SciCombinator

Discover the most talked about and latest scientific content & concepts.

Concept: Muscarinic antagonists

29

Abstract “Death rattle” is a term used to describe the noisy sound produced by dying patients caused by the oscillatory movements of secretions in the upper airways. Antimuscarinic drugs, including atropine, scopolamine (hyoscine hydrobromide), hyoscine butylbromide, and glycopyrronium, have been used to diminish the noisy sound by reducing airway secretions. We report on the effectiveness of sublingual atropine eyedrops in alleviating death rattle in a terminal cancer patient. We present a 58-year-old man with pancreatic cancer who was admitted to our hospital because of severe dyspnea, cough, and death rattle with excessive bronchial secretion as a result of multiple lung metastases. We administered 1% atropine eyedrops sublingually to obviate the need for subcutaneous infusions and to prevent somnolence. On the basis of our experience, we conclude that atropine eyedrops, administered sublingually for distressing upper respiratory secretions, may be an effective alternative to the injection of antimuscarinic drugs, or as an option when other antimuscarinic formulations are not available.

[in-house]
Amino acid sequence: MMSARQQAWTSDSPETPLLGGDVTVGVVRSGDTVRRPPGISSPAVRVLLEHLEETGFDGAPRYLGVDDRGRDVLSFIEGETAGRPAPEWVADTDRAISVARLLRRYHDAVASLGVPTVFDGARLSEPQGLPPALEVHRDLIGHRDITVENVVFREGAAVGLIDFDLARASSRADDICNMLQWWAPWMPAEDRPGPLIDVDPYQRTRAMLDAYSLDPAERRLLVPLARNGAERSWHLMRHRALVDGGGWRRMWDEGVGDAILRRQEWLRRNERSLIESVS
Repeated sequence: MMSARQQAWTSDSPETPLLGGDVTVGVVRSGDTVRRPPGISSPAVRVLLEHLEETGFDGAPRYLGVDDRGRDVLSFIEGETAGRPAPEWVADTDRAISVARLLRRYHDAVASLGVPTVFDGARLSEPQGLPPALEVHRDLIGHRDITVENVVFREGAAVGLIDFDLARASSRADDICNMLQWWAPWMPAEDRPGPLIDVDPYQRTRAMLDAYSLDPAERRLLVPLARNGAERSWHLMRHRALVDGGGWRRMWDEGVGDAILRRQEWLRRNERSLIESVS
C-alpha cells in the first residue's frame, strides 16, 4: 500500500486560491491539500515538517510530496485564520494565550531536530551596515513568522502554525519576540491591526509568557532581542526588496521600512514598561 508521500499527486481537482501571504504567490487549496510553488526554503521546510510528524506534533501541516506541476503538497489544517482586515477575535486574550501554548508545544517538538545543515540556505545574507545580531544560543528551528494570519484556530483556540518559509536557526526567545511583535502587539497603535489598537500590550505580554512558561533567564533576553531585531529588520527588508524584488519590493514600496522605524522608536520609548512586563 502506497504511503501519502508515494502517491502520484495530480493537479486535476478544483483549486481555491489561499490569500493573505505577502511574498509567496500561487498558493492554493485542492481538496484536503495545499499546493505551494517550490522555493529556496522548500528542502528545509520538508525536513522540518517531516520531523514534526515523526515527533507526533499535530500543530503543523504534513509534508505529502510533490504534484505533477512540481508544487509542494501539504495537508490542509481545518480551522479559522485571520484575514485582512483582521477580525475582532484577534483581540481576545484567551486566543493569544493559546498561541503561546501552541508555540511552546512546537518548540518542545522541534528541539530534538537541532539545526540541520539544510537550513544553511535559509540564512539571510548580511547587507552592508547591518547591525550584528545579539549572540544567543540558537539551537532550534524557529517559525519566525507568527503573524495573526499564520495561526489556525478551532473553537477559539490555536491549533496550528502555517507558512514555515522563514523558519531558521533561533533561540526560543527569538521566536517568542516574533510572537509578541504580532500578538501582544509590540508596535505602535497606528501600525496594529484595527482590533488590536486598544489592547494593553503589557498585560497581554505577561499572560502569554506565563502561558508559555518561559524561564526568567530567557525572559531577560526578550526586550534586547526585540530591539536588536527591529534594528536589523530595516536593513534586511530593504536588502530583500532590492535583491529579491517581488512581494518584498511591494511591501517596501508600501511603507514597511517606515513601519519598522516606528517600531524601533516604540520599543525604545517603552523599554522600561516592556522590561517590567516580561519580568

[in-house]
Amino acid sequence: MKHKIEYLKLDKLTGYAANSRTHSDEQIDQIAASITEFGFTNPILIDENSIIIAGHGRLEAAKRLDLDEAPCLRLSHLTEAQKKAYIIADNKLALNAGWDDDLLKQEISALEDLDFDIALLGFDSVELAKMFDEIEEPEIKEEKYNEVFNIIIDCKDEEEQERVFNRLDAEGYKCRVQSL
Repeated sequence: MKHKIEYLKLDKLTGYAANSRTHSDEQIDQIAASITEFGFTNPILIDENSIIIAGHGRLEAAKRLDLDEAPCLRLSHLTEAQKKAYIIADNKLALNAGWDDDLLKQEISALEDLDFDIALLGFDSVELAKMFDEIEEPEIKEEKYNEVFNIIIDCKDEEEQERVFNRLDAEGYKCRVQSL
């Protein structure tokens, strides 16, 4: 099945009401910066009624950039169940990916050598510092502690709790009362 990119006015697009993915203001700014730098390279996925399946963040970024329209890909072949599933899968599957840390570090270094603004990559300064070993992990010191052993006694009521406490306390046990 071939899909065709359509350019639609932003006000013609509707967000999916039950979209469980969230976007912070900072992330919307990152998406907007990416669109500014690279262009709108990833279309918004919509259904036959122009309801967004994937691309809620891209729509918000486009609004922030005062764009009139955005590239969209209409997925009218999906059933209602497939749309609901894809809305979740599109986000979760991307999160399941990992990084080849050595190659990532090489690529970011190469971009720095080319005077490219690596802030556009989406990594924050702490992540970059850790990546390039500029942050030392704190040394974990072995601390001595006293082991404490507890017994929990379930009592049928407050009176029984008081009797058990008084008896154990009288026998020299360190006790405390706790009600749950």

Concepts: Cancer, Death, Muscarinic antagonists, Respiratory system, Anticholinergic, Hyoscyamine, Scopolamine, Muscarinic antagonist

11

Inhaled corticosteroid/long-acting β2-agonist combinations and/or long-acting muscarinic antagonists are recommended first-line therapies for preventing chronic obstructive pulmonary disease (COPD) exacerbation. Comparative effectiveness of budesonide/formoterol combination (BFC, an inhaled corticosteroid/long-acting β2-agonist combination) vs tiotropium (long-acting muscarinic antagonist) in the US has not yet been studied.

Concepts: Medicine, Asthma, Pneumonia, Muscarinic antagonists, Chronic obstructive pulmonary disease, Tiotropium, Muscarinic acetylcholine receptor

6

QVA149 is a once-daily (o.d.) inhaled dual bronchodilator containing a fixed-dose combination of the long-acting β2-agonist indacaterol and the long-acting muscarinic antagonist glycopyrronium for the treatment of COPD. The QUANTIFY study compared QVA149 with a free-dose bronchodilator combination of tiotropium plus formoterol (TIO+FOR) in improving health-related quality of life (HRQoL) of patients with COPD.

Concepts: Asthma, Life, Muscarinic antagonists, Quality, Quality of life, Chronic obstructive pulmonary disease, Tiotropium, Muscarinic acetylcholine receptor

5

Randomized, controlled trials comparing long-acting muscarinic antagonist (LAMA) efficacy in COPD are limited. This network meta-analysis (NMA) assessed the relative efficacy of tiotropium 18 µg once-daily (OD) and newer agents (aclidinium 400 µg twice-daily, glycopyrronium 50 µg OD, and umeclidinium 62.5 µg OD).

Concepts: Epidemiology, Medical statistics, Randomized controlled trial, Muscarinic antagonists, Meta-analysis, Muscarinic acetylcholine receptor

2

Two once-daily long-acting muscarinic antagonists (LAMAs) are currently available for the treatment of chronic obstructive pulmonary disease (COPD) - tiotropium and glycopyrronium. Previous studies have compared glycopyrronium with open-label tiotropium. In the GLOW5 study, we compare glycopyrronium with blinded tiotropium.